A judge has ruled in favor of a lender in a foreclosure suit on a former Pacific Northwest logger who attempted to turn the former Haina sugar mill in Honokaa into a sawmill.
Hilo Circuit Judge Glenn Hara entered judgment Dec. 8 against Haina Properties LLC and Robert J. Marr, known as “Barefoot Bob.” The ruling clears the way for a liquidation sale of the mill property.
Haina Mill Mortgage Lender LLC, a Delaware limited liability -company, filed the foreclosure suit in June 2009, claiming that Haina Properties and Marr — manager of Haina Properties and owner of the 49-acre mill property — defaulted on a $4.785 million loan taken out Sept. 27, 2007, plus an additional $379,000 borrowed May 2, 2008.
All told, Marr owes almost $6.2 million to Haina Mill Mortgage Lender, counting principal, interest, fees, taxes and expenses.
Also named as defendants in the suit were Kamehameha Schools and Hamakua Land Partnership LLP as owner and lessee, respectively, of Standard Oil Road, the access road to the mill. In addition, the county was named for property tax purposes.
Marr bought the 49-acre mill property for $3.3 million in October 2007. He told area residents that the mill — which closed as a sugar mill in 1994 — would provide 110 jobs paying $12 to $25 an hour, and would run in an environmentally-responsible manner.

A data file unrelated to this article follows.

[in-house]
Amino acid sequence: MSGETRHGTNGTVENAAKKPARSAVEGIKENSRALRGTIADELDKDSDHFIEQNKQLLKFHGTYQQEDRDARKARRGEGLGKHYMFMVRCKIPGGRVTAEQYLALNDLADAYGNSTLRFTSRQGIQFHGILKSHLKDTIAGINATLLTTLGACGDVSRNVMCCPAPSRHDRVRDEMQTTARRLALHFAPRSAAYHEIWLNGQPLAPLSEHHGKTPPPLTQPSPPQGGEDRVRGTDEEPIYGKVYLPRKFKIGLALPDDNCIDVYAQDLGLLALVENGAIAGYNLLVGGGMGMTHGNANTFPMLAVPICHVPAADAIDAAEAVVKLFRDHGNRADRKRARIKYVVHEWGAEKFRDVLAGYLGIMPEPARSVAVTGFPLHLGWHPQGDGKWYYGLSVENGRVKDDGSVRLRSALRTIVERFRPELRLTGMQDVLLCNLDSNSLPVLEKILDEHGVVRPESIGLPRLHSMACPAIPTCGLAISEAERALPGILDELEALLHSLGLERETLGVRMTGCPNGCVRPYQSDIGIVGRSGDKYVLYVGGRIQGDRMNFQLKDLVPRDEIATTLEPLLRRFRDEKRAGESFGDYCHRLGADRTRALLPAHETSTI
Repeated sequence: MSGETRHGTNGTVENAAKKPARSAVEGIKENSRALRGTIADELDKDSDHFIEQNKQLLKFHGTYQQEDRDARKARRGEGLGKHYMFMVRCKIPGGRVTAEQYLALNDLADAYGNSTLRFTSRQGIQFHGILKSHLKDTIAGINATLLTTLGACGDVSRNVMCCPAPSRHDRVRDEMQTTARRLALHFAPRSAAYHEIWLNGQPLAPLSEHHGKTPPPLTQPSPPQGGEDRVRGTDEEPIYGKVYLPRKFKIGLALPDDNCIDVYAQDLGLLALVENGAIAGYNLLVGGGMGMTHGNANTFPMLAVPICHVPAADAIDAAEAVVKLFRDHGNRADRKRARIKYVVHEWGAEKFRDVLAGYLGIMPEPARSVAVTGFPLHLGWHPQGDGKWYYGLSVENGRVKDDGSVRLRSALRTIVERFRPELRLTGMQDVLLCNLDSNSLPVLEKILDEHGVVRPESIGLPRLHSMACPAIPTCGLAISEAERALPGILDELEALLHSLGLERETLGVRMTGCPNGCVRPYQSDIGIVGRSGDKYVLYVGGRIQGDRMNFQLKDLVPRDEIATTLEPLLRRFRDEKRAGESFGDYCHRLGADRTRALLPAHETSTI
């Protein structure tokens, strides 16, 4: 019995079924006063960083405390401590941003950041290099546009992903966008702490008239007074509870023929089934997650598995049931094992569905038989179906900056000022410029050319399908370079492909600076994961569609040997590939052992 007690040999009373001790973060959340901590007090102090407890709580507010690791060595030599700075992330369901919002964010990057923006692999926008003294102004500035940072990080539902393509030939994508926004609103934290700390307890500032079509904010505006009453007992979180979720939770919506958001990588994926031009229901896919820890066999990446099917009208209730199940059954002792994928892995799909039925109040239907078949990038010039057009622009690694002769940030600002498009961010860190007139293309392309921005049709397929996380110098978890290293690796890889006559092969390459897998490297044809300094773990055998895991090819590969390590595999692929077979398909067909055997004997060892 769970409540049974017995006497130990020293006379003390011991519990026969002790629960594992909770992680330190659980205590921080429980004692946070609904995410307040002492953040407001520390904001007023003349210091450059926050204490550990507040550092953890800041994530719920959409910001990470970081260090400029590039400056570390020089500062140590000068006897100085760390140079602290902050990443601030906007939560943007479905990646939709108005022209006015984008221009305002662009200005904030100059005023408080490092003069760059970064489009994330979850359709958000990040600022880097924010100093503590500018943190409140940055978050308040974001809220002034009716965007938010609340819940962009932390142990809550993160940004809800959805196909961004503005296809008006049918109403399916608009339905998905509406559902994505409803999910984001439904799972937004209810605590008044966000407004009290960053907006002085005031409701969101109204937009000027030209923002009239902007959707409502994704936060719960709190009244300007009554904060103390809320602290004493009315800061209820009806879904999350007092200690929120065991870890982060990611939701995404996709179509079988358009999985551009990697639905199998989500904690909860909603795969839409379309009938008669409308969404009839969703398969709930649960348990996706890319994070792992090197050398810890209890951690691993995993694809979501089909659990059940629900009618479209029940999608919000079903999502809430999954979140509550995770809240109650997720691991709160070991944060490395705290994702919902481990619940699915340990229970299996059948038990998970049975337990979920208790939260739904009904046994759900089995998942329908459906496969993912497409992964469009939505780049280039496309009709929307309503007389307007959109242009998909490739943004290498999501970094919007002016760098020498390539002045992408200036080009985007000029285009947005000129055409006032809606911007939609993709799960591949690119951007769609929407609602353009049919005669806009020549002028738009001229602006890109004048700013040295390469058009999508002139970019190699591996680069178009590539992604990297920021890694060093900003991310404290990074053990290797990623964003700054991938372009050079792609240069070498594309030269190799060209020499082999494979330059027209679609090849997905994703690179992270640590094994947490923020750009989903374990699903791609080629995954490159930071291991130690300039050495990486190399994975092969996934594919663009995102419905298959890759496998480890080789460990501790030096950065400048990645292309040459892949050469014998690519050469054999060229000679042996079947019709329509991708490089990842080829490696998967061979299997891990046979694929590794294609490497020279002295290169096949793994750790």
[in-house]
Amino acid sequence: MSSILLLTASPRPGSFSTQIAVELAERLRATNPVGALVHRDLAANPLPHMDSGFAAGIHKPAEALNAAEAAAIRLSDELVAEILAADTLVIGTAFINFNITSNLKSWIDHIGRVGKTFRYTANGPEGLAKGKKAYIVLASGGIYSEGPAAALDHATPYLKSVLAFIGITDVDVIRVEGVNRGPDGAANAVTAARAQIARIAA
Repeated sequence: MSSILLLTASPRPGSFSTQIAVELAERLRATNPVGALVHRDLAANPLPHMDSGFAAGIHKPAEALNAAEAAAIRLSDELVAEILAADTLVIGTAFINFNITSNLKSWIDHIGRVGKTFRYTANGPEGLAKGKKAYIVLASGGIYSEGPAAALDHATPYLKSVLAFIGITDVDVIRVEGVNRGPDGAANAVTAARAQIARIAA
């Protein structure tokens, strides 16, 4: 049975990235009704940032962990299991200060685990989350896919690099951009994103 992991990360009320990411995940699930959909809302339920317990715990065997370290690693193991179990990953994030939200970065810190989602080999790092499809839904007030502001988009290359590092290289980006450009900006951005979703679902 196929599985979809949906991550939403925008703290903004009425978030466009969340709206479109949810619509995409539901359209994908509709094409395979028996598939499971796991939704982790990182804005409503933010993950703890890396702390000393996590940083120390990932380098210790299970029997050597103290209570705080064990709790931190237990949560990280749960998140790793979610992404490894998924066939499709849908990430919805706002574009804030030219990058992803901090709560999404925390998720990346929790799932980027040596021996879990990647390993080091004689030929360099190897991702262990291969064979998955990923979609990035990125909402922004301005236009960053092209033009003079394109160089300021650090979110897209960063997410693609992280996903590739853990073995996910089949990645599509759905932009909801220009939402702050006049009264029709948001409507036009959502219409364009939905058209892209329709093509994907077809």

Pasha Given Shipping Go-Ahead
Young Brothers warns of consequences.
The Hawaii state Public Utilities Commission (PUC) gave Pasha Hawaii Transportation Lines the all-clear on Dec. 2 to begin their interisland shipping – denying Young Brothers their appeal to keep Pasha out of the interisland cargo market.
The PUC stated that allowing Pasha to operate on an interim basis will “foster fair competition in the intrastate shipping industry,” according to the PUC’s interim order. They also stated that having more cargo carriers is positive for customers, so service could continue if “existing services are disrupted.”